Then came the Thais Pas de Deux, which was performed by Jared Matthews and Diana Vishneva. I can’t wait to see Hee Seo and Sascha Radetsky perform this at the end of the month. I saw them in rehearsal and they really took my breath away. They’re so sweet together, and they really bring out the beauty of the choreography in a way that Diana and Jared as a partnership just didn’t, in my mind. Diana and her melodramatic curtain calls really crack me up. At first they annoyed me but I’m beginning to accept that they’re part of the performance for her and they’re just her. Who knows, maybe someday I’ll find it endearing.

But as far as her dancing, she’s hit or miss with me. I haven’t gotten around to writing about it yet, but I absolutely loved her in Lady of the Camellias. She brought so much more to the role than Julie Kent had the day before and she really brought me into the drama of it all – she and Veronika Part both (who danced the Manon role). And her dancing was gorgeous. She and Marcelo were excellent in that. A performance to see again and again (if ABT would only make a DVD of it…)

Then was The Awakening Pas de Deux from Ashton’s Sleeping Beauty, danced by Veronika Part and David Hallberg. It’s funny but choreography can look so completely different on different bodies and it looked like a wholly different piece than when Paloma Herrera and Cory Stearns danced it on opening night.

Finally, was The Dream, Ashton’s version of Midsummer Night’s Dream. Honestly, I was getting really tired by this point and I’ll have to see it again. I did really like Cory Stearns as Oberon. He is another dancer who’s a hit or miss with me but I found his Oberon was endearing while still being rather demanding with Titania up front. He did a good job, and he dancing was beautiful. Alexei Agoudine was a lot of fun as Bottom (who’s on pointe here, unlike in the Balanchine version and has a lot more to do), and Daniil Simkin was Puck. I enjoyed his Puck but found myself unable to get Daniel Ulbrich’s Puck out of my mind. I’ve been told I have to see Herman Cornejo in this role. And so I hope to before the season ends.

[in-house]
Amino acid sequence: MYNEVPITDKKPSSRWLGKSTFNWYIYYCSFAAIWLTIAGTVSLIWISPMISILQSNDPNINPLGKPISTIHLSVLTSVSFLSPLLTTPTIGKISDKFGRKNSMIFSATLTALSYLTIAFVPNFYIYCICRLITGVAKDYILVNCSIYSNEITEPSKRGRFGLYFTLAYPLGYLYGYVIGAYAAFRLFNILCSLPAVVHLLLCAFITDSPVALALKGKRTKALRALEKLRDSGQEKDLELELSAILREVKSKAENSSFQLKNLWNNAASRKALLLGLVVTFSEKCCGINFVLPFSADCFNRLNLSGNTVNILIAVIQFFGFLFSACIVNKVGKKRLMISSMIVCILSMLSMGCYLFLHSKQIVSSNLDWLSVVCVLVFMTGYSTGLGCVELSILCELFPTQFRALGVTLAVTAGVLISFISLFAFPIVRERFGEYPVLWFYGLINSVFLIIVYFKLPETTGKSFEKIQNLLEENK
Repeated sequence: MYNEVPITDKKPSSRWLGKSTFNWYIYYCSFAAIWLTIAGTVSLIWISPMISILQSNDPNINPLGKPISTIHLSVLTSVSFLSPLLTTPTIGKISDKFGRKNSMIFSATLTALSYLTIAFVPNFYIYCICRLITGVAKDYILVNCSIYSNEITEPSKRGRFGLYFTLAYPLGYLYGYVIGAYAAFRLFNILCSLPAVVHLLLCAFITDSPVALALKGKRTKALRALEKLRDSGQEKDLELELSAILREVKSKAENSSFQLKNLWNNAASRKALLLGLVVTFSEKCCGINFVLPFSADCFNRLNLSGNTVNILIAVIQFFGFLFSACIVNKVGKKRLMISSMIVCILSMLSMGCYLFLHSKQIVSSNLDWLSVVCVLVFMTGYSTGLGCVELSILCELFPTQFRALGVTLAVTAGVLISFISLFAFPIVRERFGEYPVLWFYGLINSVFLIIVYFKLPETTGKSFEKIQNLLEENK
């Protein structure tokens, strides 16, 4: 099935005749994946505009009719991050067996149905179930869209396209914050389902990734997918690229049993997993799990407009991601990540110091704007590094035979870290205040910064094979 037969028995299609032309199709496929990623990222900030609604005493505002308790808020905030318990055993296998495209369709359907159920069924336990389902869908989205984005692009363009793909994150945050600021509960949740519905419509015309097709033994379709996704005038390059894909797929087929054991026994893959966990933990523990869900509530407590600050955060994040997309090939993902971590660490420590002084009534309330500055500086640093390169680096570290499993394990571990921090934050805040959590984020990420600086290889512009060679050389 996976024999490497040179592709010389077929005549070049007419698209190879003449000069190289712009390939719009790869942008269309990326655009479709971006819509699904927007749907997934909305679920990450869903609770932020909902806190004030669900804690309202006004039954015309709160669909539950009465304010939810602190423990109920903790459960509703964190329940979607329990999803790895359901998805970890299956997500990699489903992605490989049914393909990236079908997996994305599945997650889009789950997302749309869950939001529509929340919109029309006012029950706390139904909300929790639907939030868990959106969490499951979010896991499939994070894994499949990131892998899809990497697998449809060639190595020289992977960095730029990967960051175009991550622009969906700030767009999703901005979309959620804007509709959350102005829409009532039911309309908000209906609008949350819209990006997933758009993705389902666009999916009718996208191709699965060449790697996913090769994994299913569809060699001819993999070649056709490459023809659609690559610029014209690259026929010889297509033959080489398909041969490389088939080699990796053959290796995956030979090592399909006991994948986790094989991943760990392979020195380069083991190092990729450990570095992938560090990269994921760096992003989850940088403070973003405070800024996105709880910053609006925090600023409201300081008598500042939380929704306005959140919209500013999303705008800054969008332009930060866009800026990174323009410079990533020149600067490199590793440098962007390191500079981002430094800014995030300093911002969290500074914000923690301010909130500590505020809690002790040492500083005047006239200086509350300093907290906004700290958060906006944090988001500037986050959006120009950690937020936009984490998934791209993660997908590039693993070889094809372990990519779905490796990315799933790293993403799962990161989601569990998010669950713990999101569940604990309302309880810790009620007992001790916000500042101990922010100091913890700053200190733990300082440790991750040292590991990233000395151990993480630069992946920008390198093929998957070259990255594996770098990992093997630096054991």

In between performances I had ice cream in the park behind Lincoln Center cinemas, where I saw Blaine Hoven and Marcelo, and then I went and had a glass of wine in the outside patio area of the newish Alice Tully Hall cafe. It’s nice out there when it’s warm, which it was for part of the time. So far we seem to be having another chilly summer. Tomorrow I have two friends who, happily, are as crazy as I am, so I will have people to hang with instead of just my book 🙂


  1. That guy from “Center Stage” is still dancing? Excellent!

  2. Yes! His name is Sascha Radetsky and he’s a soloist with ABT. He left for a couple years to dance with a ballet in the Netherlands but now he’s back with ABT again!

  3. Hi Tonya! Thanks for the lovely review. I missed all these shows as I am away from the city but your review makes me feel like I actually saw all these shows. Can’t wait to go back to the city and see rest of the ABT’s MET season!

  4. You must must must see Cornejo as Puck! It’s what made me an ABT fan. It’s really a role designed just for him.
    And I agreed about the Brahms-Hayden Variations, but then I saw it with the second cast- Cory Stearns and Michelle Wiles in the Marcelo Gomes/Paloma Herrera roles, and thought it was much more engaging.

    • Thanks Mel – I am definitely going to watch on video if I can’t see Cornejo live (going to try to do that though when they perform it again next week!)